4 Edmonton prison staff members fired after allegations of intimidation, criminal activity

After allegations of harassment, intimidation, bullying — and possible criminal offences — perpetrated by guards at the Edmonton Institution, four correctional employees at the maximum security prison have been fired.

Federal prison put under new management, confidential tip line set up after allegations came to light

The Correctional Service of Canada continues to investigate allegations of harassment, intimidation and bullying at the Edmonton Institution. (Correctional Service of Canada/Flickr)

After allegations of harassment, intimidation, bullying — and possible criminal offences — perpetrated by guards at the Edmonton Institution, two correctional officers and two managers at the maximum security prison have been fired.

The unnamed employees were "disciplined and terminated," the Correctional Service of Canada (CSC) confirmed in a public statement on Tuesday.

An internal investigation is continuing, corrections officials said.

"Over the course of several weeks, allegations of inappropriate employee conduct were brought directly to the attention of the Commissioner of Corrections by staff and inmates at Edmonton Institution," the statement says.

"In response to these concerns, the Commissioner directed that an investigation be conducted to ascertain the exact nature and extent of these allegations."

Stan Stapleton, the national president of the Union of Safety and Justice Employees, says the firings show that CSC is taking the allegations seriously. The union represents employees at the prison who are not guards, such as parole officers, clerical staff, tradespeople and Aboriginal program officers.

The underlying culture, I would suggest, is still there.- Stan Stapleton, Union of Safety and Justice Employees

"The fact that there's strong action being taken is going to be a relief to certain employees that work there because now they will likely see that number one, the threat is gone. Threat of retaliation is gone," Stapleton said.

He says there's still a lot of work to be done to create a work environment free of intimidation and harassment at the prison.

"The underlying culture, I would suggest, is still there. Not as bad as it was," he said. "The concern they [the union's members] have is that if there aren't ongoing efforts to quash the intimidation and the bullying that this will take hold again."

Minister of Public Safety responds

The office of Ralph Goodale, the Minister of Public Safety and Emergency Preparedness, released a statement on Tuesday. 

"Harassment is completely unacceptable," it states. "Public Safety Minister Ralph Goodale is committed to ensuring that the Correctional Service of Canada, and all of the agencies in his portfolio, are workplaces free from harassment and sexual violence.

"While we do not comment on personnel matters or matters under investigation by police, we applaud the Correctional Service of Canada for implementing a number of important initiatives to combat harassment in the workplace. These efforts are a positive step forward, and necessary to create a safe and healthy work environment.

"Corrections employees have a challenging job, and the vast majority work very hard and professionally to make a positive difference in the lives of the 23,000 offenders they are responsible for across the country."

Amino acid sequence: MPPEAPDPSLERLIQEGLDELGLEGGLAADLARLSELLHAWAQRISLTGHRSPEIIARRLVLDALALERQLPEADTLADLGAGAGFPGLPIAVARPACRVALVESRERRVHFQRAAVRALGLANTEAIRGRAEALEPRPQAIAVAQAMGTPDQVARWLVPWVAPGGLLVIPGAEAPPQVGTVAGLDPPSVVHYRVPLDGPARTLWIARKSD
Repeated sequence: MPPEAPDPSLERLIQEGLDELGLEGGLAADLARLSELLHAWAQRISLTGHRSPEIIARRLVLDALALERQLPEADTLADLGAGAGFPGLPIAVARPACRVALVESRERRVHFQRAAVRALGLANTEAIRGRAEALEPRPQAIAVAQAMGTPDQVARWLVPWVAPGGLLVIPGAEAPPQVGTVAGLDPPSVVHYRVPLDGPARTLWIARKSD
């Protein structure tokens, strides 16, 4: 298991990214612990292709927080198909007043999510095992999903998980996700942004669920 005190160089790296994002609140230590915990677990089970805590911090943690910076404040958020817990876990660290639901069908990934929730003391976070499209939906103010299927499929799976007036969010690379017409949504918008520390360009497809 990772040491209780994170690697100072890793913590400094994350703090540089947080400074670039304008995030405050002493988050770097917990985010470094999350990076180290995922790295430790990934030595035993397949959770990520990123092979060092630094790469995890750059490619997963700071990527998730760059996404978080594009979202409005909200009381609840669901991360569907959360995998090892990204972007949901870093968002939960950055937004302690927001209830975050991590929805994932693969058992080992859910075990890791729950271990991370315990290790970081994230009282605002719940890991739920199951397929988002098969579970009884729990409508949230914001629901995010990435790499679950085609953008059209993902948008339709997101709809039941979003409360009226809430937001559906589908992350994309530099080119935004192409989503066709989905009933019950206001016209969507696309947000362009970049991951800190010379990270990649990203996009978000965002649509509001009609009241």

The investigation began in 2017. Correctional Service of Canada commissioner Don Head flew to Edmonton's federal prison in mid-September to personally announce both criminal and administrative investigations.

The result of the disciplinary process shows that we are committed to holding employees accountable for their actions- Don Head, Correctional Service of Canada

Following a months-long inquiry, CBC News learned that at least seven employees — including some managers and acting managers — were walked off the property and suspended without pay around the same time as Head's announcement.

A third-party team tasked with looking into the situation confirmed a number of the allegations were true. Four employees have been fired as a result.

Additional disciplinary hearings are still pending, said CSC.

Edmonton police were informed of the allegations, and the force is still conducting its own separate investigation into any criminal misconduct.

CSC said it is fully co-operating with police. 

The prison is under new management, and prison officials said they have brought measures to improve working conditions, including a new confidential tip line for employees to report misconduct, and increased training for staff to help prevent "inappropriate conduct."

New leadership at CSC

According to the statement, a new Regional Deputy Commissioner Prairie Region, France Gratton, and a new Edmonton Warden, Gary Sears, were appointed to the job.

"The result of the disciplinary process shows that we are committed to holding employees accountable for their actions," said Head in Tuesday's statement.

"We do not tolerate employee misconduct and all allegations are thoroughly investigated, regardless of the source." 

Sources told CBC News the suspensions are linked to allegations of sexual assault, assault, harassment and employee misconduct.

Over the course of a year, CBC News interviewed seven past or present Edmonton Institution employees who say they have direct knowledge of sexual harassment, threats and intimidation by male staff against female employees at the facility. They say it's been happening for several years.

The sources said female staff in general — and female prison guards in particular — are targeted by some male co-workers with degrading comments, jokes, gestures and sexual advances.


  • In an earlier version of this story Stan Stapleton was misidentified. The current story contains the correct name.
    Jan 09, 2018 5:18 PM MT

With files from Marion Warnica